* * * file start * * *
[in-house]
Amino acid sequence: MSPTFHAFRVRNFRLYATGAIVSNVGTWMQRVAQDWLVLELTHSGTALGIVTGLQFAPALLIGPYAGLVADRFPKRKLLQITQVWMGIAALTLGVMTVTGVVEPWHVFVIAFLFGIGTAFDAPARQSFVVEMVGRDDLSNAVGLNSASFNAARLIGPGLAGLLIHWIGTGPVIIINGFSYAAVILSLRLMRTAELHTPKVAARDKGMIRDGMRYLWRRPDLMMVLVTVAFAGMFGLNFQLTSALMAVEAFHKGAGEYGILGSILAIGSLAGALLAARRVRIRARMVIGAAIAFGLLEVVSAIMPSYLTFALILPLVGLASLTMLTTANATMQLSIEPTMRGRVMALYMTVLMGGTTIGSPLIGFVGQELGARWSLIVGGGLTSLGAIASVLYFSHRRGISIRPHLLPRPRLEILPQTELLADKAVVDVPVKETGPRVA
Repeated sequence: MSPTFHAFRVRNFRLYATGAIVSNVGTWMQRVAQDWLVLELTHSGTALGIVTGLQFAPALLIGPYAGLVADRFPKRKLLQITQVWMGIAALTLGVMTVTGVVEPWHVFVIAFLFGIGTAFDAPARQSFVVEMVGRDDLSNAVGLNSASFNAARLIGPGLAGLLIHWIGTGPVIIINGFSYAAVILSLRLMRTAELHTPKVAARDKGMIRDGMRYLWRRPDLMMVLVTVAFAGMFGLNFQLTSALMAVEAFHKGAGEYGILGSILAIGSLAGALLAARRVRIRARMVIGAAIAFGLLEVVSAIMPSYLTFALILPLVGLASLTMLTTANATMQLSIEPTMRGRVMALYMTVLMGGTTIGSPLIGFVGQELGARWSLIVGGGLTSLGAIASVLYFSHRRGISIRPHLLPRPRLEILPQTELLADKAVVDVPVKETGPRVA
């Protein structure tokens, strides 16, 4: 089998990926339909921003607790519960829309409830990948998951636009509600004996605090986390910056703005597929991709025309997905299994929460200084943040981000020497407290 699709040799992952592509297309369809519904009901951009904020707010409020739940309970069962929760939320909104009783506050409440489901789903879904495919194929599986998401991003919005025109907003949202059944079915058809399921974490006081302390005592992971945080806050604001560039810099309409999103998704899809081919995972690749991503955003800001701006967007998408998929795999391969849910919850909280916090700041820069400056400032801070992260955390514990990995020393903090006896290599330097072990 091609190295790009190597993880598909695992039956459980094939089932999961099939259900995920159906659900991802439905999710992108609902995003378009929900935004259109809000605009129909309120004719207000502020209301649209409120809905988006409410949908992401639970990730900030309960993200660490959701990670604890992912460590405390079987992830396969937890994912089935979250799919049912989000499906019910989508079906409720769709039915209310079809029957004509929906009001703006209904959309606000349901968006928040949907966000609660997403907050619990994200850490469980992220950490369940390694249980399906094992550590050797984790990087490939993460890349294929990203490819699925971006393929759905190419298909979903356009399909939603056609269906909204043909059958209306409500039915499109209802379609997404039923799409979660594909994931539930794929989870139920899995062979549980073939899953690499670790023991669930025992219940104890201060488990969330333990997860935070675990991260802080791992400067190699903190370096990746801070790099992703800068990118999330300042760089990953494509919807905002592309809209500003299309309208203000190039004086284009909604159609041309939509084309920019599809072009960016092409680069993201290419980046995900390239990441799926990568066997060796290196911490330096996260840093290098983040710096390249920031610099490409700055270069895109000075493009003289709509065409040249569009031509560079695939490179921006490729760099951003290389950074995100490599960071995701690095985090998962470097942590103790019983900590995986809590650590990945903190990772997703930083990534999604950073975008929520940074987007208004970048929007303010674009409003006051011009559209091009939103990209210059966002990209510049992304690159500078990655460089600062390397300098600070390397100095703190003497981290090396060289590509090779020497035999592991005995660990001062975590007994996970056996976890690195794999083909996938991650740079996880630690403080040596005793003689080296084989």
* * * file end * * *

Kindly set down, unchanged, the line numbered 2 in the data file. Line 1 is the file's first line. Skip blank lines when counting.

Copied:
Amino acid sequence: MSPTFHAFRVRNFRLYATGAIVSNVGTWMQRVAQDWLVLELTHSGTALGIVTGLQFAPALLIGPYAGLVADRFPKRKLLQITQVWMGIAALTLGVMTVTGVVEPWHVFVIAFLFGIGTAFDAPARQSFVVEMVGRDDLSNAVGLNSASFNAARLIGPGLAGLLIHWIGTGPVIIINGFSYAAVILSLRLMRTAELHTPKVAARDKGMIRDGMRYLWRRPDLMMVLVTVAFAGMFGLNFQLTSALMAVEAFHKGAGEYGILGSILAIGSLAGALLAARRVRIRARMVIGAAIAFGLLEVVSAIMPSYLTFALILPLVGLASLTMLTTANATMQLSIEPTMRGRVMALYMTVLMGGTTIGSPLIGFVGQELGARWSLIVGGGLTSLGAIASVLYFSHRRGISIRPHLLPRPRLEILPQTELLADKAVVDVPVKETGPRVA